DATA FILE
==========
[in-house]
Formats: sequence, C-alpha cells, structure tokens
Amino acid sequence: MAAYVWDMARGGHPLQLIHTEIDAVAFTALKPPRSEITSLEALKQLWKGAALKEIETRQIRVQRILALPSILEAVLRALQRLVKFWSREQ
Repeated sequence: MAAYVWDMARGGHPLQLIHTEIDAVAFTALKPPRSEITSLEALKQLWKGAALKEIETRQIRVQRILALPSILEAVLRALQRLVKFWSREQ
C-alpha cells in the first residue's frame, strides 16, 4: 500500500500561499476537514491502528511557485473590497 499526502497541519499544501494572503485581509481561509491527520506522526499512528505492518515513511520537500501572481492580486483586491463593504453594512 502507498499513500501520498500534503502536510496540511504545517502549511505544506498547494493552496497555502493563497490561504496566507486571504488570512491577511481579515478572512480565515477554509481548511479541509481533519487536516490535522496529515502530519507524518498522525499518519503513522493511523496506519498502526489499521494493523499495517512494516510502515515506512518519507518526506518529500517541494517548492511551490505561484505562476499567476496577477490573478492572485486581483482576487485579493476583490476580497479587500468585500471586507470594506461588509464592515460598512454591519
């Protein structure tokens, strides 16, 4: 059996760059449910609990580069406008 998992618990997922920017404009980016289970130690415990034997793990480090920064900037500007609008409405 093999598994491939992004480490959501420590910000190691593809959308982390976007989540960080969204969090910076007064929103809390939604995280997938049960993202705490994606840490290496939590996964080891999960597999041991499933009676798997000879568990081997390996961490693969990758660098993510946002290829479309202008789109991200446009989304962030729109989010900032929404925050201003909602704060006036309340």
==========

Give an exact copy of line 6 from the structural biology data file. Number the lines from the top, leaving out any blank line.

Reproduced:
């Protein structure tokens, strides 16, 4: 059996760059449910609990580069406008 998992618990997922920017404009980016289970130690415990034997793990480090920064900037500007609008409405 093999598994491939992004480490959501420590910000190691593809959308982390976007989540960080969204969090910076007064929103809390939604995280997938049960993202705490994606840490290496939590996964080891999960597999041991499933009676798997000879568990081997390996961490693969990758660098993510946002290829479309202008789109991200446009989304962030729109989010900032929404925050201003909602704060006036309340």